Ever wondered how to protect your host from malicious activity in vm guests? How to keep parts of the hypervisor running in userspace from being a source of access to underlying host? One of the layers can be sandboxing the hypervisor itself!

I’m pleased to announce that there is a patch in review that adds Capsicum capabilities to bhyve.

The process enters capabilities mode just after generating ACPI tables (bhyve uses external tool for that – iasl(8)) and processing bootrom and framebuffer settings. It aims to limit all descriptors used by the hypervisor in userspace, and for now all but stdin, stdout, stderr are limited that way.

As the patch is still undergoing development, the final revision will have it fixed. You get all the goodies of Capsicum, ie. attacker can’t open new files or sockets, execute anything or write to read-only descriptors. Everything is limited as much as the framework allows. It doesn’t magically fix issues unrelated to Capsicum though.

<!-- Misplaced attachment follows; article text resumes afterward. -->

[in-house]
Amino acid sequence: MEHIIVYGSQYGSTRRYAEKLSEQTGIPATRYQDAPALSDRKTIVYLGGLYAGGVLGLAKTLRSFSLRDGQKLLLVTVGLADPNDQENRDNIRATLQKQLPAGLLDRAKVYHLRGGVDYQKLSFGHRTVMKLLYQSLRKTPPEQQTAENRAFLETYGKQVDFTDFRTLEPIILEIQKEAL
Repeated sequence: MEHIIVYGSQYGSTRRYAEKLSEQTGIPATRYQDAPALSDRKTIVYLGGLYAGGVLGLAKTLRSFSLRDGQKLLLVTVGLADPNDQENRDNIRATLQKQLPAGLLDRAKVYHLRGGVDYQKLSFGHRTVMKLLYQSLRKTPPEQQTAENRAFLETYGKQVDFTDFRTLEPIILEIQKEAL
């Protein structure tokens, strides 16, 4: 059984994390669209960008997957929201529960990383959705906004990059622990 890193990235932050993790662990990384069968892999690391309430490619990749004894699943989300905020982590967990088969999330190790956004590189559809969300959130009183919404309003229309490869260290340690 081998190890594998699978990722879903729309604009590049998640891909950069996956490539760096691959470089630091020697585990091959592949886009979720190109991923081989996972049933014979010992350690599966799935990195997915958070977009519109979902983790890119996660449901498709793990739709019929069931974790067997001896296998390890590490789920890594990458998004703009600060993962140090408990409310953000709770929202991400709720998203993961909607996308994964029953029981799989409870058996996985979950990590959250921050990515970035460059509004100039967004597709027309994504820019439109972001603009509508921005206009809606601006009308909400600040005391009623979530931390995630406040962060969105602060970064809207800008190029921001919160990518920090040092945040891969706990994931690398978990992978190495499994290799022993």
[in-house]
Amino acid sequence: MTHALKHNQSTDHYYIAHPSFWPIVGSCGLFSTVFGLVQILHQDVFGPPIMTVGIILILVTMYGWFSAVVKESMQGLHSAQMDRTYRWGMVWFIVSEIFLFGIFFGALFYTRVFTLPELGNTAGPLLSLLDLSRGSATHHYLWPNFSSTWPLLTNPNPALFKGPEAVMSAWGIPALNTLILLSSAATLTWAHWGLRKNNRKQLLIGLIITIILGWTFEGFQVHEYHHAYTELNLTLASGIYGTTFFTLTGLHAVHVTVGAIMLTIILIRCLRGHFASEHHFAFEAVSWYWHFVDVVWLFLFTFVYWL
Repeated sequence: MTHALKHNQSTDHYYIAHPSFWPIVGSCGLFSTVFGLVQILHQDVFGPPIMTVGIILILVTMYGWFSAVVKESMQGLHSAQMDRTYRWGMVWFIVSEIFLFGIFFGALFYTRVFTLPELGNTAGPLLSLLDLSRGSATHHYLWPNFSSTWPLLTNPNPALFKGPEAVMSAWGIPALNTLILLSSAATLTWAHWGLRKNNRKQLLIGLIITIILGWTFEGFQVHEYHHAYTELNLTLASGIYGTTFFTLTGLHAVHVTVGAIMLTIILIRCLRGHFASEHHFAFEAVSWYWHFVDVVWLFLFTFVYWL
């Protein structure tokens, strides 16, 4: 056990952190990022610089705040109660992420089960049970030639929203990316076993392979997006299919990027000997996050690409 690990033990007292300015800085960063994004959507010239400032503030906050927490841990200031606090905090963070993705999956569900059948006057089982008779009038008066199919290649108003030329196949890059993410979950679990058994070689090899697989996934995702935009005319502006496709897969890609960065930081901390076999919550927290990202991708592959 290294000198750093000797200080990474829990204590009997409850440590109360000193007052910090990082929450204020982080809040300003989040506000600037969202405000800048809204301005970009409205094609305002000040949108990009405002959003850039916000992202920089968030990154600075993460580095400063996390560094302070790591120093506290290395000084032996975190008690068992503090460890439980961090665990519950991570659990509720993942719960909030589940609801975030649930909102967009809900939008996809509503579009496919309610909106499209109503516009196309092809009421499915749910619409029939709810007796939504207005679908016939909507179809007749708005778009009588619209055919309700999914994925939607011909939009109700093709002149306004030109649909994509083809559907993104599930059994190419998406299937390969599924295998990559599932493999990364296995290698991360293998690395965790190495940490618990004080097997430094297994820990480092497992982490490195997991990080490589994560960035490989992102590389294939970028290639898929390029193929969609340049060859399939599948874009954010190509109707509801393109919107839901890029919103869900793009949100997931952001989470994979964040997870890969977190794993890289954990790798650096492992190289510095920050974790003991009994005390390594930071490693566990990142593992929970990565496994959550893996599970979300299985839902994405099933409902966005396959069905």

The patch should apply cleanly on both FreeBSD 11 and 12. All major functions of bhyve have been tested, but I want to ask for additional hands and eyes to help the review and test process. You need to rebuild and reinstall both lib/libvmmapi and usr.sbin/bhyve. After that you can use your favourite tool as usual, there are no options that need to be specified – sandboxing is applied automatically and in case of permission problems you’ll notice the log message.

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